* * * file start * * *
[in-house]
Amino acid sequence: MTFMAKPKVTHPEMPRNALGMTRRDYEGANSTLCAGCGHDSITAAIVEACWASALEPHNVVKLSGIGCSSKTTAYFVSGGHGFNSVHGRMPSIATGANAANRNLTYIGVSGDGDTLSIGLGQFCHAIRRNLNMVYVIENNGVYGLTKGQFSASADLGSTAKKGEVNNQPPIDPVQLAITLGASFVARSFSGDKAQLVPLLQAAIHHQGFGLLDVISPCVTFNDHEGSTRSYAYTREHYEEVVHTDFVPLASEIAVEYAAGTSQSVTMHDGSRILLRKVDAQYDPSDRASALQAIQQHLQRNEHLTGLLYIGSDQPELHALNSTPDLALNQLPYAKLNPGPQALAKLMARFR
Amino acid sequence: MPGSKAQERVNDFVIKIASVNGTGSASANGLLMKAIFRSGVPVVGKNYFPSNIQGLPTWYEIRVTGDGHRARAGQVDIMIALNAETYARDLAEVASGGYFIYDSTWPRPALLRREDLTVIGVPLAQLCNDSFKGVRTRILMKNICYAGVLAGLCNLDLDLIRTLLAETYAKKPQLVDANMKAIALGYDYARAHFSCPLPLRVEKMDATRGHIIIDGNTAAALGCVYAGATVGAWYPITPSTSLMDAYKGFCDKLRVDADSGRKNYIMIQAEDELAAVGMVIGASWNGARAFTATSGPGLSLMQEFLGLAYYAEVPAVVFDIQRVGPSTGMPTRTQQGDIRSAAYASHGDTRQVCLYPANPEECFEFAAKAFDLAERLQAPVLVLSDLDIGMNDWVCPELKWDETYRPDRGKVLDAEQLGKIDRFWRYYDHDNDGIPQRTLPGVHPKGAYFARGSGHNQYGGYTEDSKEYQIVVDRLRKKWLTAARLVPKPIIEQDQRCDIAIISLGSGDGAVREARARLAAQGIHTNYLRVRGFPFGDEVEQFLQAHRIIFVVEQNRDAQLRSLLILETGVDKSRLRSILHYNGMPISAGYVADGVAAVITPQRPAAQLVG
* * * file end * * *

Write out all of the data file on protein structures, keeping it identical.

[in-house]
Amino acid sequence: MTFMAKPKVTHPEMPRNALGMTRRDYEGANSTLCAGCGHDSITAAIVEACWASALEPHNVVKLSGIGCSSKTTAYFVSGGHGFNSVHGRMPSIATGANAANRNLTYIGVSGDGDTLSIGLGQFCHAIRRNLNMVYVIENNGVYGLTKGQFSASADLGSTAKKGEVNNQPPIDPVQLAITLGASFVARSFSGDKAQLVPLLQAAIHHQGFGLLDVISPCVTFNDHEGSTRSYAYTREHYEEVVHTDFVPLASEIAVEYAAGTSQSVTMHDGSRILLRKVDAQYDPSDRASALQAIQQHLQRNEHLTGLLYIGSDQPELHALNSTPDLALNQLPYAKLNPGPQALAKLMARFR
Amino acid sequence: MPGSKAQERVNDFVIKIASVNGTGSASANGLLMKAIFRSGVPVVGKNYFPSNIQGLPTWYEIRVTGDGHRARAGQVDIMIALNAETYARDLAEVASGGYFIYDSTWPRPALLRREDLTVIGVPLAQLCNDSFKGVRTRILMKNICYAGVLAGLCNLDLDLIRTLLAETYAKKPQLVDANMKAIALGYDYARAHFSCPLPLRVEKMDATRGHIIIDGNTAAALGCVYAGATVGAWYPITPSTSLMDAYKGFCDKLRVDADSGRKNYIMIQAEDELAAVGMVIGASWNGARAFTATSGPGLSLMQEFLGLAYYAEVPAVVFDIQRVGPSTGMPTRTQQGDIRSAAYASHGDTRQVCLYPANPEECFEFAAKAFDLAERLQAPVLVLSDLDIGMNDWVCPELKWDETYRPDRGKVLDAEQLGKIDRFWRYYDHDNDGIPQRTLPGVHPKGAYFARGSGHNQYGGYTEDSKEYQIVVDRLRKKWLTAARLVPKPIIEQDQRCDIAIISLGSGDGAVREARARLAAQGIHTNYLRVRGFPFGDEVEQFLQAHRIIFVVEQNRDAQLRSLLILETGVDKSRLRSILHYNGMPISAGYVADGVAAVITPQRPAAQLVG